In February 2001, Marie Jamieson, a 21 year old Auckland hairdresser, was raped and killed. A few months later, I found an article about her unsolved murder in North and South. I was shocked to read that, when it was revealed that Marie had used drugs, helpful calls from members of the public to the Police hotline shrunk to a third. It seems the death, and therefore the life, of drug-taker didn't matter so much - 'moral' people's lives are worth more than others.*
The horrific murder of Christchurch sex worker Mellory Manning left me bracing for a wave of stupid and callous comments. Amongst the first stories published after her body was found was to do with her having assaulted someone with a syringe - a story which is refuted by Mellory's partner. I saw a woman (who may or may not have been a Christchurch City Councillor) mouthing off on TV about the need to regulate prostitution like other industries. I was sympathetic at first; until I realised that she seemed to be motivated by disapproval of sex workers, not a concern for their safety, and simply wanted to get workers off the streets.
Other than these two items of 'news', I've been pleasantly surprised by the respect which the media has shown Mellory and her family. A picture has been drawn of a woman who was loving and loved, and whose loss will leave a large gap in the lives of grieving family and friends. It's a relief to see Mellory, at least in death, treated as a person, not a scandal.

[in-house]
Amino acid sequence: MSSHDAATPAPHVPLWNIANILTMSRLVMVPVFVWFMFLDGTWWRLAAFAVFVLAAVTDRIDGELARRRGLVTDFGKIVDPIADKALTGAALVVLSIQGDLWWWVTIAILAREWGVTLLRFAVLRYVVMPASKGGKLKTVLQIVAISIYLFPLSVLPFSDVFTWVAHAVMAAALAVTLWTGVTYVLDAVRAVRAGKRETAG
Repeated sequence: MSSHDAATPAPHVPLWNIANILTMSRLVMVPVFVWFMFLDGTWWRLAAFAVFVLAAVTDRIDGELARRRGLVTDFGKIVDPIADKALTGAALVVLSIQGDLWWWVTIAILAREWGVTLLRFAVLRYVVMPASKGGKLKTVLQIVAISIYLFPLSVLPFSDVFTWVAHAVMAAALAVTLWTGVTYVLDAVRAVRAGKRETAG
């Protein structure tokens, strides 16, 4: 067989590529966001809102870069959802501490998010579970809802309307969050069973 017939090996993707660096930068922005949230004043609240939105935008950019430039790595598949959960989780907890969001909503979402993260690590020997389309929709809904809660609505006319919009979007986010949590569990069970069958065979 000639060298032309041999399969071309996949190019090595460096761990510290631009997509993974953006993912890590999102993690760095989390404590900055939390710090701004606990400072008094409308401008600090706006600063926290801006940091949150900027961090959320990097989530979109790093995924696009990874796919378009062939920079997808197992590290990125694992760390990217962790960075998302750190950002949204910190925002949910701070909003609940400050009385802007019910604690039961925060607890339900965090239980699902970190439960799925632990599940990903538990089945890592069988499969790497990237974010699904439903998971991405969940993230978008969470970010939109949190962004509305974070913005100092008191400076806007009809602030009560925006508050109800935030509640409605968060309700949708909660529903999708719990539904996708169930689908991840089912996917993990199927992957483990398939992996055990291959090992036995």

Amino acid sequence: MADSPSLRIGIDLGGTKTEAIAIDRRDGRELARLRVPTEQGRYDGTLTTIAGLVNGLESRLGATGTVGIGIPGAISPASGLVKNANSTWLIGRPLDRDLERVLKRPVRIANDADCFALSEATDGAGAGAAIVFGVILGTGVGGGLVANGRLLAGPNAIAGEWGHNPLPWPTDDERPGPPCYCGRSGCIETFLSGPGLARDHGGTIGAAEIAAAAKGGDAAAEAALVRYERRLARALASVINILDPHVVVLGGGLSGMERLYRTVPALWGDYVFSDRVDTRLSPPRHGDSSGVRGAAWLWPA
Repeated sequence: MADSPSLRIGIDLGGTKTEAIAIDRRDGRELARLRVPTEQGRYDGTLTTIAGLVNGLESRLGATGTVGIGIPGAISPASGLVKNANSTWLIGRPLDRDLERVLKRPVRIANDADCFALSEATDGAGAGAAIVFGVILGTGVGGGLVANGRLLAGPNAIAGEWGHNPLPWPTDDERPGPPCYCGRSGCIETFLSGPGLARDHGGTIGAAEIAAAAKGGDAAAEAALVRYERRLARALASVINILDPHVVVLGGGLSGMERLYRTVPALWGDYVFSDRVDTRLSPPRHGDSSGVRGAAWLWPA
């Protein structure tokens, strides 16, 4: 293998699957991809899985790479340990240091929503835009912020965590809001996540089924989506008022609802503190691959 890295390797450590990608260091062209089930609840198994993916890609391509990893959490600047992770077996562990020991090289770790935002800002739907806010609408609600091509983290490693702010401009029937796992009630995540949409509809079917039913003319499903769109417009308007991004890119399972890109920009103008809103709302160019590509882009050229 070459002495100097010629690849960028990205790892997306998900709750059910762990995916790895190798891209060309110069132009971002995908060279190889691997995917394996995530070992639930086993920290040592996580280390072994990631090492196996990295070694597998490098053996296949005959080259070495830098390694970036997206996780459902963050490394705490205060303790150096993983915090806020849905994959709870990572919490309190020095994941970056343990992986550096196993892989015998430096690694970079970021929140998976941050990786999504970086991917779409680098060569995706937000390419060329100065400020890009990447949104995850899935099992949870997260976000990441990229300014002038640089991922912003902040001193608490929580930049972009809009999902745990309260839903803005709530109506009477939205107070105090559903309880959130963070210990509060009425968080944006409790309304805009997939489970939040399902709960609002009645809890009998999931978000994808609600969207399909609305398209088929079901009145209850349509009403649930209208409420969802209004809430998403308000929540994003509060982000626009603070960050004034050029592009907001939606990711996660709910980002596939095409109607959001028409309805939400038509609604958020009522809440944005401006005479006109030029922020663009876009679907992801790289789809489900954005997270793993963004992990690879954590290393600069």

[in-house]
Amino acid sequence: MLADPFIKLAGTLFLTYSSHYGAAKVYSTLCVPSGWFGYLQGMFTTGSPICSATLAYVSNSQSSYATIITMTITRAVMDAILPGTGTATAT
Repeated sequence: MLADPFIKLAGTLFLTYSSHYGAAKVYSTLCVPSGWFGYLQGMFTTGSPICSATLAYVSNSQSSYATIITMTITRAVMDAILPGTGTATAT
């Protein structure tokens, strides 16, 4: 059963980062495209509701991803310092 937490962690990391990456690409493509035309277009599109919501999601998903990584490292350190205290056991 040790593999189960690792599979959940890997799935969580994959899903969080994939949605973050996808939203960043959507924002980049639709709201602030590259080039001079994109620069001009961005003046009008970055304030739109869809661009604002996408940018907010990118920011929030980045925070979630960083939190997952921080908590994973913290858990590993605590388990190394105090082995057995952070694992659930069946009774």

There may be some cynical reasons for this. It's a slow news time of year, and the media looks to string out any stories available to it - including by reveling in human tragedy. After all, the media - and particularly TV - regards the news as a form of entertainment like any other, packaging it so we will know when to laugh and when to cry and when the story's over, as if we were at the movies.
Whatever the media's motivations, its mostly compassionate response to Mellory's death - in contrast to the voyeuristic 'she was asking for it with her lifestyle' bullshit I was expecting - is extremely welcome. If we're to protect the wellbeing of sex workers, regarding them as people worth caring about is a pretty fundamental first step.
* John Donne, in one of my favourite pieces of writing ever (Meditation XVII), disagrees beautifully. His words are worth a read, particularly in light of the current situation in Palestine.
No man is an island entire of itself;
every man is a piece of the continent, a part of the main;
if a clod be washed away by the sea, Europe is the less,
as well as if a promontory were,
as well as if a manor of thy friend's or of thine own were;
any man's death diminishes me, because I am involved in mankind,
and therefore never send to know for whom the bell tolls;
it tolls for thee.